Find the right summer camp for your child with pulmonary hypertension
Summer camps support friendships and activity with peers, two important aspects of helping kids cope with chronic illness. Planning for camp does involve some investigation and forethought, but the efforts made up front will ultimately prevent late night calls or dangerous situations for your child. Here are some things to consider when finding a summer camp for a child who has pulmonary hypertension.
Checklist for Choosing a Camp
- Choose a camp based on all of your child’s needs. Some camps can handle special dietary restrictions. Some are designed so that family members can stay for the fun, or as volunteers. Search online to familiarize yourself with the various camps in your area — the amount of information available online is extensive. You can even narrow your choices to camps catering to kids with heart or lung disease, which may help you find the perfect camp for your child.
- Check the camp’s activities. Make sure your child will be comfortable with planned activities and will be supervised by adults or skilled teens, if needed. If field trips are scheduled, find out what type of transportation will be provided. Ask about the chaperone-to-camper ratio on these trips so you can be sure your child will receive the attention he or she needs.
- Know how much physical activity the campers will be involved in. Sport camps and adventure camps can be fun, but they are also likely to be physically demanding and mentally challenging. Know your child’s interests and limits, and rest assured that he or she will have fun at camp, no matter the type.
- Make sure the camp has a first aid plan. Camp staff should know how far they are from medical facilities and whether the hospital is a major trauma center. If it is not, look for camps with nurses on-site; some camps staff a full-time physician or nurse.
- Find out whether the camp is accredited with the American Camping Association. The ACA has stringent health requirements. Learn more about the organization’s accreditation guidelines on the ACA website.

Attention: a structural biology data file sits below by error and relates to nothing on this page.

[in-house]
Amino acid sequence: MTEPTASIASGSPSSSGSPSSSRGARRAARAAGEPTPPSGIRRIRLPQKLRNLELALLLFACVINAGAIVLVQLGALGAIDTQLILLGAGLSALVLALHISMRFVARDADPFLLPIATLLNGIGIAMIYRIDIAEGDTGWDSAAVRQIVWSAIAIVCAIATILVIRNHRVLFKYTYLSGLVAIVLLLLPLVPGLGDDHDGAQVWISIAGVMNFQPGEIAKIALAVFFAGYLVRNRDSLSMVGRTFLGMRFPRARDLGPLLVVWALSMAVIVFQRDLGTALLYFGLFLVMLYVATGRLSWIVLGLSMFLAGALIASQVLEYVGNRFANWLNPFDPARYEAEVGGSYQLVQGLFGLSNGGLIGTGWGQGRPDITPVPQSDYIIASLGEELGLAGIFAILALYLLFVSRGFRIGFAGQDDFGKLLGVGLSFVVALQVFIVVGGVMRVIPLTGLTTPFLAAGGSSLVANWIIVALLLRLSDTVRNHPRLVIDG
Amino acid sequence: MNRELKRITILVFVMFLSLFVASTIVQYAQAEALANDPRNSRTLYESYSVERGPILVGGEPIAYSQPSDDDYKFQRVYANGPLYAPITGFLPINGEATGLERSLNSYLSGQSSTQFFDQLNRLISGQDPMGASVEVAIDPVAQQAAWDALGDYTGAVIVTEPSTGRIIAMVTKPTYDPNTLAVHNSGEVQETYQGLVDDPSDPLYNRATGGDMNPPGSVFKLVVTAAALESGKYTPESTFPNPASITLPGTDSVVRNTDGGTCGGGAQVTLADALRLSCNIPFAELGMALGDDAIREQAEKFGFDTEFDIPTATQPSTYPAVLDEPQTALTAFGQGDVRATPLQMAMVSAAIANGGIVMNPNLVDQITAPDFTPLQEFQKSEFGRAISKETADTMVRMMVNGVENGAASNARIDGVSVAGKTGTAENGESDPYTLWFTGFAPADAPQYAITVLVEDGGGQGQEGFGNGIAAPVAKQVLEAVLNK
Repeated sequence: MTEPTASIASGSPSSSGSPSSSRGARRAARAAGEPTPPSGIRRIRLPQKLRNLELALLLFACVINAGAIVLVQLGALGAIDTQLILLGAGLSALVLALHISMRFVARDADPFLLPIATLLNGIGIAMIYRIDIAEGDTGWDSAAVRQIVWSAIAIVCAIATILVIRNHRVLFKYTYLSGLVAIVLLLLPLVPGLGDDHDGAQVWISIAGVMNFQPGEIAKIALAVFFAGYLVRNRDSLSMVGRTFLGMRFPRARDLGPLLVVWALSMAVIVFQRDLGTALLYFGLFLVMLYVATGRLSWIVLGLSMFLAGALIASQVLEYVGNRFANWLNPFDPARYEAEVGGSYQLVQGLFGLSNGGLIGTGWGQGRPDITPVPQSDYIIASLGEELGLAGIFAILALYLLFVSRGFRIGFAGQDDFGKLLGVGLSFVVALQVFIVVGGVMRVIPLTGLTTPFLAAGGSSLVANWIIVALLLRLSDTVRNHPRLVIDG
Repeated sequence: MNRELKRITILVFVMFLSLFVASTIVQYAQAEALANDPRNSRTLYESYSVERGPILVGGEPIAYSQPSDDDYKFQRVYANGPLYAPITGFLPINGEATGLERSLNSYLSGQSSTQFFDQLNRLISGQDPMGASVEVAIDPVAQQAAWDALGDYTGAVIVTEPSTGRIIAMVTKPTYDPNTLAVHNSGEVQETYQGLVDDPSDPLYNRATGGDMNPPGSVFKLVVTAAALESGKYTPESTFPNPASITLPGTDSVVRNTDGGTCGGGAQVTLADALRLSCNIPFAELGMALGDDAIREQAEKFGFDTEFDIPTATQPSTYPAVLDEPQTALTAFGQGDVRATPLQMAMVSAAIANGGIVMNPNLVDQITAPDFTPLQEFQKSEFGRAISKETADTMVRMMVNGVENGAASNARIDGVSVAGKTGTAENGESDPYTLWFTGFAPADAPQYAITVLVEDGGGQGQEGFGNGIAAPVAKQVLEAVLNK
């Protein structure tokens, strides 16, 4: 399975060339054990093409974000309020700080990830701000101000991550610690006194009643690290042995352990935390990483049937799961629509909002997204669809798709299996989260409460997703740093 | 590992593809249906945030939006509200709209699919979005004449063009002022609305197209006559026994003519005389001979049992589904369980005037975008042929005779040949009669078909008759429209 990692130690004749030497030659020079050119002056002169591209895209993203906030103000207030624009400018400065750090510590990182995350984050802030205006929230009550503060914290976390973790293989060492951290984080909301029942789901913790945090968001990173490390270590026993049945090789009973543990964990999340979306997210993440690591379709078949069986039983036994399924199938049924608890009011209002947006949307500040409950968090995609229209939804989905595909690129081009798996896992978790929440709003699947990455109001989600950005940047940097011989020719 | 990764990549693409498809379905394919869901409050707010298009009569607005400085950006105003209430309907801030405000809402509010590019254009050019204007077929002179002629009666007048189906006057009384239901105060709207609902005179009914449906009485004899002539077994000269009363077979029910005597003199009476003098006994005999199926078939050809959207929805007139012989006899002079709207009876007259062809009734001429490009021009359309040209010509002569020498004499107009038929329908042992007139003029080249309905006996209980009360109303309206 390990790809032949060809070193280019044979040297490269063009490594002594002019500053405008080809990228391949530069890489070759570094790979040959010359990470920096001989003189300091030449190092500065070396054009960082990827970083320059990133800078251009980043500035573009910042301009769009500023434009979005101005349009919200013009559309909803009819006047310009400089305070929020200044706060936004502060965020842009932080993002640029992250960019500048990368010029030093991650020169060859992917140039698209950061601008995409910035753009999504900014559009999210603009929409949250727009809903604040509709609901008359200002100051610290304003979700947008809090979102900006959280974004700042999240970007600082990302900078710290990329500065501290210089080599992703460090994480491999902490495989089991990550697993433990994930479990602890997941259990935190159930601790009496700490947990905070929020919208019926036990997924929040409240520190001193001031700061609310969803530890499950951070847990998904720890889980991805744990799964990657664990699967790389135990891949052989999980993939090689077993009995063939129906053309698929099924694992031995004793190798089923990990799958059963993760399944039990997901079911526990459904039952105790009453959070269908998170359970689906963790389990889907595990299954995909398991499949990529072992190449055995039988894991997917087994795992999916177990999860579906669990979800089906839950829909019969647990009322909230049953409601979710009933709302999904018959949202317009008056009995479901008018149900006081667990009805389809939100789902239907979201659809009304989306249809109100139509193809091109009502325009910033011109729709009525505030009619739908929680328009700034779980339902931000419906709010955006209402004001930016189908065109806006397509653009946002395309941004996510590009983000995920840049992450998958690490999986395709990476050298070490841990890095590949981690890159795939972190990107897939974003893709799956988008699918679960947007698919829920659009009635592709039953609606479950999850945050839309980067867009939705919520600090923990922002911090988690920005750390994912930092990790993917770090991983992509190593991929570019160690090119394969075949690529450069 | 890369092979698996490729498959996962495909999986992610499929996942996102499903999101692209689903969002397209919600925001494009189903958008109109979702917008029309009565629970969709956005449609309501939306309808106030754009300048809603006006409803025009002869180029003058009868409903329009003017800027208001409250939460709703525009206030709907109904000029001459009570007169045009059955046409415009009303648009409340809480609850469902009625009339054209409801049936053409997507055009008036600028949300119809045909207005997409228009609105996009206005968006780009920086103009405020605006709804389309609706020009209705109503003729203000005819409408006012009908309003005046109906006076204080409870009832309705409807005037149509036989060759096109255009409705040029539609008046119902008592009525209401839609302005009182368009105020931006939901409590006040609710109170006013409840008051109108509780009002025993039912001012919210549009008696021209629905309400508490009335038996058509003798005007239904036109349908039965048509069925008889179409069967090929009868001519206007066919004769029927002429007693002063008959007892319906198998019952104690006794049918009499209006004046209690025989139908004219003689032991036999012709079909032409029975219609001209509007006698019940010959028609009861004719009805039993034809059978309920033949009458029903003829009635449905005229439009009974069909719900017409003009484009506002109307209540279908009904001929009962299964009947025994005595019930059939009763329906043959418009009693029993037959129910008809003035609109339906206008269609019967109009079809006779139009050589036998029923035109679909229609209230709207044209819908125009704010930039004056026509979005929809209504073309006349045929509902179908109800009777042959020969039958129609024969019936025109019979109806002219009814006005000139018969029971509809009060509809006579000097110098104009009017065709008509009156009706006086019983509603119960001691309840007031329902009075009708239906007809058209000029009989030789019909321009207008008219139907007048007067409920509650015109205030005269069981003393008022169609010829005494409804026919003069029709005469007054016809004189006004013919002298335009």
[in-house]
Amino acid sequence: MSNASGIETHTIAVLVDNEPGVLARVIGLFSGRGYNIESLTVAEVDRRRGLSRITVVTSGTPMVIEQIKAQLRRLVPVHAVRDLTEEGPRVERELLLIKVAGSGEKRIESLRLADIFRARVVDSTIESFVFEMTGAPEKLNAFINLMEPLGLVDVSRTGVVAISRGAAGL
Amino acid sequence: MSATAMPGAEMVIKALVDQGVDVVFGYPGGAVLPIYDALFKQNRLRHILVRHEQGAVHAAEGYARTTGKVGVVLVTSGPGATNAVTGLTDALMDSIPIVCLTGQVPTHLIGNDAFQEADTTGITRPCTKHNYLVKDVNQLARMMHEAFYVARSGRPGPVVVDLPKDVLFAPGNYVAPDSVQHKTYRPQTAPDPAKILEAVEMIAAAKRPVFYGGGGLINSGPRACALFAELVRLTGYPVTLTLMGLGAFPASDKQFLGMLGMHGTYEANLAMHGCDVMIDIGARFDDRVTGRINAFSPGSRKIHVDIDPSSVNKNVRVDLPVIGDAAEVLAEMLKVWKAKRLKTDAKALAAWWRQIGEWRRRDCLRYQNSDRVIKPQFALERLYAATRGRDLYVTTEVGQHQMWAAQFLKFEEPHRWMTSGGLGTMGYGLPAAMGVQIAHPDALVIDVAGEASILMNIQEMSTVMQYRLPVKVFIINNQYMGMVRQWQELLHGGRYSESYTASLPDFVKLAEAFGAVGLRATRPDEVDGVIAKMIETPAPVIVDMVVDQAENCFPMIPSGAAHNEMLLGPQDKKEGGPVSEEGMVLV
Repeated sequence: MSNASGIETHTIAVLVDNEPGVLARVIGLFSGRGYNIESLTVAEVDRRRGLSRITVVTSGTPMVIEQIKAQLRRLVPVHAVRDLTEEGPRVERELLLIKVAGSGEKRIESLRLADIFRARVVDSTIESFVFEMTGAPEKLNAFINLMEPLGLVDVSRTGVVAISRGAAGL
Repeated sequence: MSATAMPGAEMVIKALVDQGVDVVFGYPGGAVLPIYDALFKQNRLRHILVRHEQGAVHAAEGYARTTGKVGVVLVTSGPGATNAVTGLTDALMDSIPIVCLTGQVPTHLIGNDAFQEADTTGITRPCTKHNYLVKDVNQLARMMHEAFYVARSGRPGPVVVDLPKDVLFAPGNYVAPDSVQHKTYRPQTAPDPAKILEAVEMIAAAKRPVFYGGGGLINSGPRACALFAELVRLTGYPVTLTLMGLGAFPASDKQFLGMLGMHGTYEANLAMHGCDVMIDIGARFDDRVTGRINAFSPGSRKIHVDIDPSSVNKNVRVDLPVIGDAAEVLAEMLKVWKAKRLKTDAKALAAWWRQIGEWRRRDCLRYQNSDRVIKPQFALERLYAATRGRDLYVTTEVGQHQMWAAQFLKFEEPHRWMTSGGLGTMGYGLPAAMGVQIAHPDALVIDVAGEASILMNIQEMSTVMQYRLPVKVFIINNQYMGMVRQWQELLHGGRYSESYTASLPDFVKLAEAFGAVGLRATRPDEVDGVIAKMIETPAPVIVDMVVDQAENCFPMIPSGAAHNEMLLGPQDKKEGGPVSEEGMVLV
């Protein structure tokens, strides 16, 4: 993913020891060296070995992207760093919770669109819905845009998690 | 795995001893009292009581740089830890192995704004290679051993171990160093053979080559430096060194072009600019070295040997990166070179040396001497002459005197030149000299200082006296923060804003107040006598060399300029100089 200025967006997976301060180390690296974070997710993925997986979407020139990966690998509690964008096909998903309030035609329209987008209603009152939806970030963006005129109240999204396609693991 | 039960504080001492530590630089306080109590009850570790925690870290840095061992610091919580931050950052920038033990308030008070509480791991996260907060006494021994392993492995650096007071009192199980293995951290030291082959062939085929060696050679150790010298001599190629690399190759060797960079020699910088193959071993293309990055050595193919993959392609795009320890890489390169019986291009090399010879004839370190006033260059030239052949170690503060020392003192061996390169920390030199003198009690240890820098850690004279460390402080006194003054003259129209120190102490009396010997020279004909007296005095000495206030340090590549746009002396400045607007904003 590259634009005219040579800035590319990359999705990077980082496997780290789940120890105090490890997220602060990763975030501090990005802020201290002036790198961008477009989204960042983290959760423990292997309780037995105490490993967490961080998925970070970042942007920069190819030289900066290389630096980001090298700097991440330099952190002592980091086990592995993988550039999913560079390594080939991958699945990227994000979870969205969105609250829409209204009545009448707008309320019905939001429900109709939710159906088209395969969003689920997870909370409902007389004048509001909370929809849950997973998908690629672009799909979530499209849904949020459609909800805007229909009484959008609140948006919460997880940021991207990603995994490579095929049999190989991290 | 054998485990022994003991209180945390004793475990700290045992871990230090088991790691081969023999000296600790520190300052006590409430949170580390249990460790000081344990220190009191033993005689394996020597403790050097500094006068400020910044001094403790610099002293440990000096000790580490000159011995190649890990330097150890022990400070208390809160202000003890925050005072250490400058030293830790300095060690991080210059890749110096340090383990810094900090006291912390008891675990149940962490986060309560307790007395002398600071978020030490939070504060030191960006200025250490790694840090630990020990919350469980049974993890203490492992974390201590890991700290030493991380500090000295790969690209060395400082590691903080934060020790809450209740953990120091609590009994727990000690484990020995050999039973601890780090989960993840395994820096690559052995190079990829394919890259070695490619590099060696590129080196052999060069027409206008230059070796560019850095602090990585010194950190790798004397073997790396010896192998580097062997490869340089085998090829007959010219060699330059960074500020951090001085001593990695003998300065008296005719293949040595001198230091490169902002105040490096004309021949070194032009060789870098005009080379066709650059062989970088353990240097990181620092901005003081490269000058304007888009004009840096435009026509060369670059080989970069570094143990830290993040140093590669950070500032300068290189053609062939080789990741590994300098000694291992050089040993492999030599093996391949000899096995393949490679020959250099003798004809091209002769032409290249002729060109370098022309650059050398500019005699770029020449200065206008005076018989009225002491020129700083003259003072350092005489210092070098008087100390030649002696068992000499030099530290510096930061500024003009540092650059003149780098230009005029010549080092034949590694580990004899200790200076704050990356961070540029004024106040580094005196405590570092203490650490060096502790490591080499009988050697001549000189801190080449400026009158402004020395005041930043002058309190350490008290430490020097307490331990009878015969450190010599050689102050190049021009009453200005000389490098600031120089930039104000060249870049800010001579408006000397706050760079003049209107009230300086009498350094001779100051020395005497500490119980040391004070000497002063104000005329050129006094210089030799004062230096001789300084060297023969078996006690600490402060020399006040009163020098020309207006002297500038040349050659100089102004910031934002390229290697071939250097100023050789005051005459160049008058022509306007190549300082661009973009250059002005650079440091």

- Explain to the camp the specifics about the medications your child is taking. Staff should be made aware of all medications and medication schedules. Make sure the camp you are interested in is able to accommodate IV medications, if necessary.
- Talk to your health insurance company about whether your child’s insurance is portable, and what requirements exist should your child need to be seen by a doctor while at camp.
Start planning for a fun, safe summer
Finding the right camp for your child requires some research. If you’d be more comfortable staying local, check with your local hospital to find out if they offer camps for children living with heart conditions or chronic illness. Many states have summer camps for chronically ill children. There are also a number of online resources that may be helpful to you in your search:
- American Camping Association
- National Camp Association
- Summer Fun Camp Guide from the Federation for Children with Special Needs
- The National Information Center for Children and Youth with Disabilities has several summer camp resources
- Hole in the Wall Camps have locations across the country
Select Camps by Region
- Camp Boggy Creek, Eustis, Fla.
- Double H Hole in the Woods Ranch, Lake Luzerne, N.Y.
- Dragonfly Heart Camp, Chestertown, Md. (especially for children who’ve received heart or lung transplant or are diagnosed with PH)
- The Hole In The Wall Gang Camp, Ashford, Conn.
- Flying Horse Farms, Mt. Gilead, Ohio
- Victory Junction, Randleman, N.C.
- Camp Joyful Hearts, Cincinnati, Ohio
- Camp Odayin, Stillwater, Minn.
- Roundup River Ranch, Avon, Colo.
- Camp Sealth, Vashon, Wash.
- Camp Korey, Carnation, Wash.
- The Painted Turtle, Lake Hughes, Calif.
- Kids Heart Camp, Salida, Calif.
This resource was adapted from a summer 2007 Pathlight article by Nancy Frede.